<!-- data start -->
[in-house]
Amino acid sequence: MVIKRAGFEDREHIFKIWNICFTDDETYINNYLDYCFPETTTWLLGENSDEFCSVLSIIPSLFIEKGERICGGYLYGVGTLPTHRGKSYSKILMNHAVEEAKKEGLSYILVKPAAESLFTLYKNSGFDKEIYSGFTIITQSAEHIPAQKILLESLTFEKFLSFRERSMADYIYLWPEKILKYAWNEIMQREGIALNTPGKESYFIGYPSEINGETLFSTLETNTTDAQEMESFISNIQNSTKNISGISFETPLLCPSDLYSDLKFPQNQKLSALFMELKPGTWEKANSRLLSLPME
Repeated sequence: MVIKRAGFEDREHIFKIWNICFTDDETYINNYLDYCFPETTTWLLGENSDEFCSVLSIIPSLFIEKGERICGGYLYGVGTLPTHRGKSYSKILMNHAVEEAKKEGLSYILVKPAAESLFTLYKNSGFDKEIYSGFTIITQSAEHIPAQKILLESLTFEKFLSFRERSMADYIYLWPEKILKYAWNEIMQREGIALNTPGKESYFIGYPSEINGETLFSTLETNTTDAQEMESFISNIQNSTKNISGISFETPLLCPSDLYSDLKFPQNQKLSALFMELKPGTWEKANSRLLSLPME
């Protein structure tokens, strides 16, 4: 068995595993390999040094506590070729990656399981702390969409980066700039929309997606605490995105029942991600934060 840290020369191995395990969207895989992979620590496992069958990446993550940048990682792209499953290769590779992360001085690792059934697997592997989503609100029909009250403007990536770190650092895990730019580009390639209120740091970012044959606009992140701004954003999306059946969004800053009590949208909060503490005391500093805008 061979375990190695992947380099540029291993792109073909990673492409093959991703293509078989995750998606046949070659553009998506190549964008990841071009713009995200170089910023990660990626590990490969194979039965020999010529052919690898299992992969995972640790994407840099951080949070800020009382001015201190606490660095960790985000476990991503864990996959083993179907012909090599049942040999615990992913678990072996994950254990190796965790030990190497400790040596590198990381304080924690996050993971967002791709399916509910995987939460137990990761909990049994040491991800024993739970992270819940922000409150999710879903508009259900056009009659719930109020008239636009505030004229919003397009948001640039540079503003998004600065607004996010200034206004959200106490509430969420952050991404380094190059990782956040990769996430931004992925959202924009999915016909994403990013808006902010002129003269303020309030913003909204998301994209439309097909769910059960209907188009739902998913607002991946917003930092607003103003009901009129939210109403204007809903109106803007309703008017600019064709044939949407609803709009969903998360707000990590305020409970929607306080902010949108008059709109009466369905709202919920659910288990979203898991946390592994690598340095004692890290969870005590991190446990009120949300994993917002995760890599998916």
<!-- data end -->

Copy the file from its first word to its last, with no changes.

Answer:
[in-house]
Amino acid sequence: MVIKRAGFEDREHIFKIWNICFTDDETYINNYLDYCFPETTTWLLGENSDEFCSVLSIIPSLFIEKGERICGGYLYGVGTLPTHRGKSYSKILMNHAVEEAKKEGLSYILVKPAAESLFTLYKNSGFDKEIYSGFTIITQSAEHIPAQKILLESLTFEKFLSFRERSMADYIYLWPEKILKYAWNEIMQREGIALNTPGKESYFIGYPSEINGETLFSTLETNTTDAQEMESFISNIQNSTKNISGISFETPLLCPSDLYSDLKFPQNQKLSALFMELKPGTWEKANSRLLSLPME
Repeated sequence: MVIKRAGFEDREHIFKIWNICFTDDETYINNYLDYCFPETTTWLLGENSDEFCSVLSIIPSLFIEKGERICGGYLYGVGTLPTHRGKSYSKILMNHAVEEAKKEGLSYILVKPAAESLFTLYKNSGFDKEIYSGFTIITQSAEHIPAQKILLESLTFEKFLSFRERSMADYIYLWPEKILKYAWNEIMQREGIALNTPGKESYFIGYPSEINGETLFSTLETNTTDAQEMESFISNIQNSTKNISGISFETPLLCPSDLYSDLKFPQNQKLSALFMELKPGTWEKANSRLLSLPME
């Protein structure tokens, strides 16, 4: 068995595993390999040094506590070729990656399981702390969409980066700039929309997606605490995105029942991600934060 840290020369191995395990969207895989992979620590496992069958990446993550940048990682792209499953290769590779992360001085690792059934697997592997989503609100029909009250403007990536770190650092895990730019580009390639209120740091970012044959606009992140701004954003999306059946969004800053009590949208909060503490005391500093805008 061979375990190695992947380099540029291993792109073909990673492409093959991703293509078989995750998606046949070659553009998506190549964008990841071009713009995200170089910023990660990626590990490969194979039965020999010529052919690898299992992969995972640790994407840099951080949070800020009382001015201190606490660095960790985000476990991503864990996959083993179907012909090599049942040999615990992913678990072996994950254990190796965790030990190497400790040596590198990381304080924690996050993971967002791709399916509910995987939460137990990761909990049994040491991800024993739970992270819940922000409150999710879903508009259900056009009659719930109020008239636009505030004229919003397009948001640039540079503003998004600065607004996010200034206004959200106490509430969420952050991404380094190059990782956040990769996430931004992925959202924009999915016909994403990013808006902010002129003269303020309030913003909204998301994209439309097909769910059960209907188009739902998913607002991946917003930092607003103003009901009129939210109403204007809903109106803007309703008017600019064709044939949407609803709009969903998360707000990590305020409970929607306080902010949108008059709109009466369905709202919920659910288990979203898991946390592994690598340095004692890290969870005590991190446990009120949300994993917002995760890599998916």